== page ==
Workplace harassment in South Africa is governed by several Acts, among them the Employment Equity Act. To help practitioners understand and implement the requirement of this Act, the government publishes a number of Codes of Good Practice.
Although these codes are not binding laws, it’s important to take them into account since inspectors and judges use them as a guideline when determining whether an organisation is compliant.
The 2022 Code of Good Practice on the Prevention and Elimination of Harassment in the Workplace replaces the original 2005 Code of Good Practice on the Handling of Sexual Harassment Cases in Workplaces. In the name itself lies a clue to one of the most significant changes in the new Code – a far broader definition of harassment that extends far beyond sexual harassment.
Let’s explore this new definition, as well as other key changes and employers’ new obligations.
A new understanding of harassment in the workplace
Impact 1: A far broader range of actions constitute harassment
The code has an exceptionally broad definition of harassment. It includes what one would expect – physical harassment (both actual and threatened), verbal bullying and psychological abuse – but additional and perhaps more surprising examples of harassment have also been included.
|Slander and spreading rumours
|Condescending eye contact, facial expressions or gestures
|Racist, sexist or LGBTQIA+ phobic language
|Gossiping or joking at someone’s expense
|Conduct that humiliates, insults or demeans
|Social exclusion or marginalisation
|Sabotaging or impeding work performance
|Abuse or selective use of disciplinary proceedings
|Pressuring an employee to not exercise their legal rights
|Pressuring an employee to resign
|Surveillance of an employee without their knowledge and with harmful intent
|Intolerance of a psychological, medical, disability or personal circumstance
|Withholding work-related information or supplying incorrect information
Impact 2: Harassment can be a once-off or repeated event
The code explains that harassment can occur as a result of a pattern of consistent conduct, or a single event. In other words, where the conduct is of a serious nature, a single instance is sufficient to constitute harassment.
Impact 3: Harassment can occur to anyone who has dealings with the business
The code recognises that managers, supervisors and employees are not the only possible perpetrators and victims of harassment. Victims and perpetrators could include a number of additional role players, all of whom are covered under the Code.
|Job seekers and job applicants
|Interns, apprentices and people on learnerships
|Suppliers and contractors
|Clients and customers
|All others who have dealings with the business
Impact 4: Harassment can occur in any work-related environment
Employees must be protected in any situation that is related to their work, including the following:
|Public and private spaces in the workplace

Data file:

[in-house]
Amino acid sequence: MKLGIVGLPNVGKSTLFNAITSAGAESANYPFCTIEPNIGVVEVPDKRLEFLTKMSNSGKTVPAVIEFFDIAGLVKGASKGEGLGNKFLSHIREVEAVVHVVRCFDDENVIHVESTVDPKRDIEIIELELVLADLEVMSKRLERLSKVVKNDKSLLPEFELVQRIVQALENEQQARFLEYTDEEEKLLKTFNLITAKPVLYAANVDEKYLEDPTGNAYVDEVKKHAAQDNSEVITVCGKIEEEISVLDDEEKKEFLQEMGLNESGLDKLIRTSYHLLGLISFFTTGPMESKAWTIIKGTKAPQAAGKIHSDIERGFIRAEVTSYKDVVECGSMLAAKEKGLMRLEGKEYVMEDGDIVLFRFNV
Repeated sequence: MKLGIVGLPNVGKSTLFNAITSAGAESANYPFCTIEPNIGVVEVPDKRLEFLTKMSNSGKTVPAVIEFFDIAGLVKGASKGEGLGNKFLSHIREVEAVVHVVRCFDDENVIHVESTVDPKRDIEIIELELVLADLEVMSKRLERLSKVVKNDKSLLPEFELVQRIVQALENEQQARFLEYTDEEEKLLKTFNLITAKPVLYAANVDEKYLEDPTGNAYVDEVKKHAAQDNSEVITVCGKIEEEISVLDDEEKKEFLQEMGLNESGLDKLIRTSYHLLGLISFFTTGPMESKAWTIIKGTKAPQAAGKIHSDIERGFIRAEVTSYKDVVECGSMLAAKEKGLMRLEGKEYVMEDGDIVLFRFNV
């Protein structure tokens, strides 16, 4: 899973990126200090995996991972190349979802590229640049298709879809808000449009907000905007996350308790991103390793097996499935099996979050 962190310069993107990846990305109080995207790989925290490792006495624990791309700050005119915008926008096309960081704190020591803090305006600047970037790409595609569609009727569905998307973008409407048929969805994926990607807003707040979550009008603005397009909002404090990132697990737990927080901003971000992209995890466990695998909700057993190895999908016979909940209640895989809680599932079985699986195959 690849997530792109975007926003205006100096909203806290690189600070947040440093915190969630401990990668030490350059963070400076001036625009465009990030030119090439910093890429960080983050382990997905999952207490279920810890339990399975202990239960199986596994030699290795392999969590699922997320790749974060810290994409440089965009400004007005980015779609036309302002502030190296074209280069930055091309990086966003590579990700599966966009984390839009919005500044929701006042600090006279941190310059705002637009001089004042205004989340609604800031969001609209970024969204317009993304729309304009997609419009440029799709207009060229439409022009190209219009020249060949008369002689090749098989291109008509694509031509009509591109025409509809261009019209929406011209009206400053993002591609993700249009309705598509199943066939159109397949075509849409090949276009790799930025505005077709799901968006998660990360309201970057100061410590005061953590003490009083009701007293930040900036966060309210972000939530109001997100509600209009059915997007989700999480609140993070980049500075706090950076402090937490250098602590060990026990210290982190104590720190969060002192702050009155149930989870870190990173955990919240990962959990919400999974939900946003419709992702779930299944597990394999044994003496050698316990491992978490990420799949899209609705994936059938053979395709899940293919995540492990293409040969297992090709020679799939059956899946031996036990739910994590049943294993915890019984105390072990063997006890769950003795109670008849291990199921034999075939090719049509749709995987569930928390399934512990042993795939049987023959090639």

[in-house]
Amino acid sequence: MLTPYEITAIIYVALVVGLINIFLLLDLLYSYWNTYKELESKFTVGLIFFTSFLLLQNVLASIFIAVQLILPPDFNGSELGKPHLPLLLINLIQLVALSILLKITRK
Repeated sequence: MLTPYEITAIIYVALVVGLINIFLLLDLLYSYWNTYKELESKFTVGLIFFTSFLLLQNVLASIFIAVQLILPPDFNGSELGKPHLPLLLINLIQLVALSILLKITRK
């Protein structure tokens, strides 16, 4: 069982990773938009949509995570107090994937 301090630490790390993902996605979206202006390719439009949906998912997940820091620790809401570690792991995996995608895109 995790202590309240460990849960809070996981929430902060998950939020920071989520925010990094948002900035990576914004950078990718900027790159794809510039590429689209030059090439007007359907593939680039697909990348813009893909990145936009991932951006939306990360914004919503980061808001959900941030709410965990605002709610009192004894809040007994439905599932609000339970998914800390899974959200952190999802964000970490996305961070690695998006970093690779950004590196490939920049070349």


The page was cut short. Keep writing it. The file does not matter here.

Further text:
|Home office (in the case of remote working)
|Places where employees rest, eat or receive medical treatment
|When commuting to and from work in transport provided or controlled by the employer
|Work-related trips, training, events and social activities
Employers’ new obligations under the code
Employers have a legal obligation to take proactive and remedial steps to prevent all forms of harassment in the work environment. To meet these requirements (and ensure your adherence to the Code) we recommend the following steps:
Step 1: Get the HR department up to speed
Reading this article is just the starting point – your HR department will need to get to grips with the full content of the 30-page code and all its various requirements. This is likely to require an in-depth training course or even a facilitated session by an expert.
Step 2: Conduct a risk assessment
The code requires that organisations assess the risk of harassment that employees are exposed to while performing their duties. This should include identifying historical and current risks, and compiling a risk register with appropriate mitigating measures.
Step 3: Compile or update your harassment policy
If your previous harassment policy extended beyond sexual harassment, you’re already one step ahead. If not, you’ll probably need to start from scratch.
The code requires your harassment policy to contain some very specific statements, and it’s best practice to include the following as well:
- A clear statement of your position regarding harassment, and especially that you have a zero-tolerance approach towards harassment
- Your commitment to creating and maintaining a work environment in which the dignity of employees and others who have dealings with the business is respected
- A description of the reporting procedure, and confirmation that those who raise complaints will not be victimised
- A description of the action that will be taken in the case of harassment, up to and including the disciplinary process (the Code has some specific requirements in this regard)
- A description of the counselling, treatment, care and support programmes for perpetrators and victims of harassment
Step 4: Drive awareness
Everyone who has dealings with your business should understand your position regarding harassment.
- You must ensure that employees are educated about their rights and responsibilities in terms of the code
- Employees and others (such as suppliers and contractors) must be taken through your harassment policy
- The harassment policy will need to be loaded onto all relevant company platforms
- You’ll need to create ongoing awareness of what constitutes harassment and the duty to report it